This is a guest post written by Anne Elder, my wonderful intern, about the recent class trip* she took to the Jura. The photos are also hers. Take it away, Anne!
When I drive through France, the roadside signs always make me feel like I’m about to meet a celebrity, bearing names of towns I only know from the perspective of my tiny Paris kitchen, and the labels on my favorite foods.
I felt that very excitement traveling through the Jura, a French region that’s just south of popular oenophile destination Burgundy, but one that is oft overlooked by tourists. It is a lush mountainous region near the Swiss border, where the land lends itself to the production of many delicious terroir foods.
The concept of terroir is pervasive in French cuisine (and increasingly in America, too), dating back centuries.
Eating a produit du terroir means you are indirectly tasting the ground in (or on) which it was made — tasting the soil, the climate, the craftsmanship. This notion ranges from cheese, and how the hay eaten by the Montbéliard cows impacts its flavor, to wine and how the precise fusion of soil and climate and skill meet to grow grapes that are pressed into such a complex beverage.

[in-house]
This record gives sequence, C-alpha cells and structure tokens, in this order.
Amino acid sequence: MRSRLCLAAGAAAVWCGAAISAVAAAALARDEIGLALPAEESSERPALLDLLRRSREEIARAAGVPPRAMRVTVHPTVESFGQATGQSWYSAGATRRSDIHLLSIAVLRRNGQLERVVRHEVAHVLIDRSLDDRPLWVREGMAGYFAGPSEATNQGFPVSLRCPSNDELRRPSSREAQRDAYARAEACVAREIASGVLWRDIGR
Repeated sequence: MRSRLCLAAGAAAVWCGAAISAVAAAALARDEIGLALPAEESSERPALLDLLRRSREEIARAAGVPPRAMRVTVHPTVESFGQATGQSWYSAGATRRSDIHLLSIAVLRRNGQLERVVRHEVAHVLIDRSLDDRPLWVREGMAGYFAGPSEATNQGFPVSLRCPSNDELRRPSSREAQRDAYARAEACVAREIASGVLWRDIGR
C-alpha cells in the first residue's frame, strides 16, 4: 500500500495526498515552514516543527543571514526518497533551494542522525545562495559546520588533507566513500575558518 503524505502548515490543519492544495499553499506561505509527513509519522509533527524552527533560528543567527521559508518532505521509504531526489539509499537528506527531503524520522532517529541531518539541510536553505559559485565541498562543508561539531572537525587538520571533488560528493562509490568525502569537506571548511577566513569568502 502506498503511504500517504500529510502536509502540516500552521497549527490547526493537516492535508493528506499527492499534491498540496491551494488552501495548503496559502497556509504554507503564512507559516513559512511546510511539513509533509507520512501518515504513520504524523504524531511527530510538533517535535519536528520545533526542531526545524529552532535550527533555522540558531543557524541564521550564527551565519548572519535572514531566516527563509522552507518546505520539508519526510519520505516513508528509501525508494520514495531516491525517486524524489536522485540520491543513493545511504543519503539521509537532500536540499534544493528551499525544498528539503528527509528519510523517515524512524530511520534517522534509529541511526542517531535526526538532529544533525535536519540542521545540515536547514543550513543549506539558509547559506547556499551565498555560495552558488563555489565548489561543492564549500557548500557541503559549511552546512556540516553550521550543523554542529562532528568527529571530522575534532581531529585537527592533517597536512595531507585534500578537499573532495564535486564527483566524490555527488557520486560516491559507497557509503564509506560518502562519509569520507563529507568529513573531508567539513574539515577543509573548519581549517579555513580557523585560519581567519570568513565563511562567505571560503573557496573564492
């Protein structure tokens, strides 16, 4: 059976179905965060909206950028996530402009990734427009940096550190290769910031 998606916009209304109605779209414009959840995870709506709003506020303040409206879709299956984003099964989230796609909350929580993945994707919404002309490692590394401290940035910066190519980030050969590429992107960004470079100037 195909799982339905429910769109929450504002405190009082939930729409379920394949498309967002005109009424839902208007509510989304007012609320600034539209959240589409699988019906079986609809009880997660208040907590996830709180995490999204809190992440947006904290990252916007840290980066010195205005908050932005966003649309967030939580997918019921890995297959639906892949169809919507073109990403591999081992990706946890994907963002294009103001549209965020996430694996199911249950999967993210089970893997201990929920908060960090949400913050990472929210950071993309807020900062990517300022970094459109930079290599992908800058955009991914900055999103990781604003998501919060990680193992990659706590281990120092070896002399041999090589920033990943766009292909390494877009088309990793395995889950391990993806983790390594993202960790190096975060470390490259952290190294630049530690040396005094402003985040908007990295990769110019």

Jura is a goldmine when it comes to seeking out terroir. Equipped with rain boots and notebooks, my classmates and I were determined to learn how to taste France. We drove over hilltops, past rows of sapins (spruce trees, which are cut down into boards where the cheese will be left to age) and stayed in a gîte, a no-frills guest house.
During our five days there, we were afforded the opportunity to see the cheese production from the farm to the aging cellar, taste wine still ripening in oak barrels, and sample many more local recipes and products cooked by gracious hosts.
If you are able to travel to Jura on your next trip to France, here are the terroir products you must not miss.
Jura is home to France’s most popular cheese: Comté.